It also came as absolutely no surprise that continuing to help and support practices over issues related to CQC remained a considerable focus of LMC activity during the year. CQC’s programme of practice inspections and its wholly unfit for purpose system of quality ratings continued and the majority of Birmingham’s practices had been inspected and had received an official rating by the year’s end.
The LMC provided considerable advice and support to GPs and practices both before and after their inspections. This work included help with registration issues, providing much guidance to practices once they had received their draft QCQ reports, assistance with completing factual accuracy returns and providing evidence to submit with these, advice on formal challenges to ratings and help with putting in formal complaints about CQC’s inspection teams’ attitudes and actions, with a number of practices reporting that, disgracefully, GPs and practice staff had been reduced to tears by members of inspection teams.
It was inevitable, bearing in mind the context of the difficult circumstances and lack of funding they were operating under, as well as the complete unfitness for purpose of CQC’s regulation of general practice, that a number of Birmingham practices received “requires improvement” or “inadequate” ratings during the year. These practices received more intensive guidance and support from the LMC, in conjunction with their CCGs and with the Royal College of General Practitioners support programme. It was hardly surprising that as a result of some of this activity wider issues related to practice vulnerability, sustainability and viability came to light and there was no doubt that CQC’s practice ratings were more a symptom of the challenging circumstances, lack of investment and many other difficulties facing practices rather than indicating that poor quality care was the fundamental underlying issue.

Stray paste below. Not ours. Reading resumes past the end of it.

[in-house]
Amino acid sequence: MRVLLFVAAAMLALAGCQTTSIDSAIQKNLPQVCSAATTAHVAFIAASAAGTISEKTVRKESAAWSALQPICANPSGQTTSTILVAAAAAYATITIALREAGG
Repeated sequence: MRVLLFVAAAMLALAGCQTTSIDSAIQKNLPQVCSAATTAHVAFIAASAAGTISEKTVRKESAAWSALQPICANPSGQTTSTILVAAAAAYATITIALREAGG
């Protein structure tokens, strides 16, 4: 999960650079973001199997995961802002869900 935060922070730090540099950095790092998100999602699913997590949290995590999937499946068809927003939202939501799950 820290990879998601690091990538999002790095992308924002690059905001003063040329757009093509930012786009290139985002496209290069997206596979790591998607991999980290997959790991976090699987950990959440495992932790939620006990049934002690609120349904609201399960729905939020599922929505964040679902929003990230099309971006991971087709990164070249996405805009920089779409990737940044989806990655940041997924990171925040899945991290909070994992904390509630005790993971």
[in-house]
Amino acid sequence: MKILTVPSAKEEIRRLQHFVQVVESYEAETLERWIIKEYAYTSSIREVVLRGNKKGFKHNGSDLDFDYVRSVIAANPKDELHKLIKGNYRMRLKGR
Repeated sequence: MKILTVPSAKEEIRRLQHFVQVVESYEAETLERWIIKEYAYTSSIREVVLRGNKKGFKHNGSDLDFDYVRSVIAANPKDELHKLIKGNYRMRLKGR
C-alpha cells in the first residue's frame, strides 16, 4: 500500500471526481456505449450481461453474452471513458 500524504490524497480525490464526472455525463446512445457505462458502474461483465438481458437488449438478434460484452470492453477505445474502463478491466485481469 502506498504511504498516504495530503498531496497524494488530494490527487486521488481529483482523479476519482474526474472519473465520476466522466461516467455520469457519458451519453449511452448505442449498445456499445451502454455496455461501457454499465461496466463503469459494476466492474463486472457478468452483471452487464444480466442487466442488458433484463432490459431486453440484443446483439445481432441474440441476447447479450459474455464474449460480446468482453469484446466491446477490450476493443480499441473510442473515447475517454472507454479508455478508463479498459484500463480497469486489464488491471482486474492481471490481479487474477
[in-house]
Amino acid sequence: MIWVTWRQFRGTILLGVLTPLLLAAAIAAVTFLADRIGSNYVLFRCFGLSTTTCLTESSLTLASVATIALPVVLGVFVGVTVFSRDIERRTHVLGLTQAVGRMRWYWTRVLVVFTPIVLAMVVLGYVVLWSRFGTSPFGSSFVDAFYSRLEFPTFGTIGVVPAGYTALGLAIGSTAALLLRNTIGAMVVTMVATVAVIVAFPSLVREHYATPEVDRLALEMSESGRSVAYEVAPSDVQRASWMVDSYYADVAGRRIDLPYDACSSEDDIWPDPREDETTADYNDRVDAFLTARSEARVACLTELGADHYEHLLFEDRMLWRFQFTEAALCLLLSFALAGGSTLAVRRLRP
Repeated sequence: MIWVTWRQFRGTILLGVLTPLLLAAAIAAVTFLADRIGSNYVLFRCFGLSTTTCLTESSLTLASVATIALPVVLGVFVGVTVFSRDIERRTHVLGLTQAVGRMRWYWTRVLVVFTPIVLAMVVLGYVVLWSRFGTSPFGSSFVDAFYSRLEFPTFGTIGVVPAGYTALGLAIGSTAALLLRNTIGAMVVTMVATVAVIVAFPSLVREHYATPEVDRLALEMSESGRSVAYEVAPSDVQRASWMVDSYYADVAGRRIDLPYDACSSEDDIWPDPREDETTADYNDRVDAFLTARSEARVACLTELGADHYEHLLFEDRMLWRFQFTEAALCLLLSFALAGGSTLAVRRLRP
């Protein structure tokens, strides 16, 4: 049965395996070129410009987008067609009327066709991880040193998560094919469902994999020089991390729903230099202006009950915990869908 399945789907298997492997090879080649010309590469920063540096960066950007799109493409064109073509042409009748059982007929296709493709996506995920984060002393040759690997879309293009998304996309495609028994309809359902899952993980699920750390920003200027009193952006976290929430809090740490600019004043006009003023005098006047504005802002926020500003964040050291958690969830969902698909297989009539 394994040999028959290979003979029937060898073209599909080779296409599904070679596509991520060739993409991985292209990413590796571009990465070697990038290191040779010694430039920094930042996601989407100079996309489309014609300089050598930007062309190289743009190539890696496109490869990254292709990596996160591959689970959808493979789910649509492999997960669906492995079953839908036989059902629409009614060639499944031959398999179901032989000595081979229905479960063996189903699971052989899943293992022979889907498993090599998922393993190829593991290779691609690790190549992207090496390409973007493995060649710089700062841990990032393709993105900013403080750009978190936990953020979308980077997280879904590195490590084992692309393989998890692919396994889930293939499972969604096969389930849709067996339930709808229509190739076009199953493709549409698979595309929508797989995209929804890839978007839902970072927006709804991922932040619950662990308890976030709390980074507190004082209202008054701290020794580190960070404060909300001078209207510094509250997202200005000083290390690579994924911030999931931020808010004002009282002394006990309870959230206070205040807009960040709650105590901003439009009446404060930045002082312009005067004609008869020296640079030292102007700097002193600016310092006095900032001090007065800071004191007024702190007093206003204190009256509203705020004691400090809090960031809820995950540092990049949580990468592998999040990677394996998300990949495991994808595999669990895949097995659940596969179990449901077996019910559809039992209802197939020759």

As a result of this the LMC spent a considerable amount of time helping these practices to consider the issues of their practice sustainability and longer-term strategic direction in addition to dealing with the immediate crises related to their CQC ratings.
As if the problems caused by CQC for practices were not bad enough, the unsurprising outcome of CQC’s sham “consultation” on massive rises in practice registration fees predictably ignored the many concerns raised and CQC instigated a massive rise in practice fees in April 2016. Furthermore ,despite the clear view of respondents to the consultation , CQC announced that the totality of the huge proposed CQC fee rise would be phased in over just two rather than four years, with the expectation therefore that another massive rise would take place in April 2017. Sure enough, at the end of the year, CQC launched another sham consultation on the proposal to raise practice fees by a further massive 75% in April 2017. The nature of CQC’s fee-setting process meant that the smallest practices would bear a far greater burden of fee rises, as would those practices whose list sizes were close to the arbitrary thresholds set by CQC for cliff-edge fee increases.
The LMC formally responded to the consultation, as well as encouraging its constituent practices to do so. The knowledge of CQC’s track record of listening to concerns raised by respondents to its consultations did not however engender much optimism and it is to its credit that the GPC succeeded nationally, as part of ongoing contract negotiations, in obtaining reimbursement from NHS England for practices for the 2016 CQC fee rises.